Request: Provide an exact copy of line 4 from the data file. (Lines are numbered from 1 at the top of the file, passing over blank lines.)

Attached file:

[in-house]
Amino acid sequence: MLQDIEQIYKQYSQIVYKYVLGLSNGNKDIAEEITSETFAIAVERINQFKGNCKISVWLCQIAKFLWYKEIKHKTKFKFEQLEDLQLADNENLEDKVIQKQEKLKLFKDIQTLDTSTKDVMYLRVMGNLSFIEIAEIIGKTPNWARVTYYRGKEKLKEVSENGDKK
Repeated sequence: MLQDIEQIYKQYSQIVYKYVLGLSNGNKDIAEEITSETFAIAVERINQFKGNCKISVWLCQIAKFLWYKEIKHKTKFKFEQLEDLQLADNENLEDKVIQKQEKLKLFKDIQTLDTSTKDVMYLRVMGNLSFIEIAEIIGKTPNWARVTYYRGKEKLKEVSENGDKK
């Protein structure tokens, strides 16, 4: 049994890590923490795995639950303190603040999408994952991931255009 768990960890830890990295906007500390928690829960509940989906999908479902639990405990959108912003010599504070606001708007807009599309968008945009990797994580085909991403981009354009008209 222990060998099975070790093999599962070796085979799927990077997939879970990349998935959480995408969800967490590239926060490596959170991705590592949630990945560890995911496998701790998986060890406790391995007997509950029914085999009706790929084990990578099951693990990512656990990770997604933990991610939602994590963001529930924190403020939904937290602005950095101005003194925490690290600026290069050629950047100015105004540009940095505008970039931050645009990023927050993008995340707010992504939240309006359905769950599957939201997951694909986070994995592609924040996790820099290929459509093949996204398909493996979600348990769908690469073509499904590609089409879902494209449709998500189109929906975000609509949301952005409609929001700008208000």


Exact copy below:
């Protein structure tokens, strides 16, 4: 049994890590923490795995639950303190603040999408994952991931255009 768990960890830890990295906007500390928690829960509940989906999908479902639990405990959108912003010599504070606001708007807009599309968008945009990797994580085909991403981009354009008209 222990060998099975070790093999599962070796085979799927990077997939879970990349998935959480995408969800967490590239926060490596959170991705590592949630990945560890995911496998701790998986060890406790391995007997509950029914085999009706790929084990990578099951693990990512656990990770997604933990991610939602994590963001529930924190403020939904937290602005950095101005003194925490690290600026290069050629950047100015105004540009940095505008970039931050645009990023927050993008995340707010992504939240309006359905769950599957939201997951694909986070994995592609924040996790820099290929459509093949996204398909493996979600348990769908690469073509499904590609089409879902494209449709998500189109929906975000609509949301952005409609929001700008208000």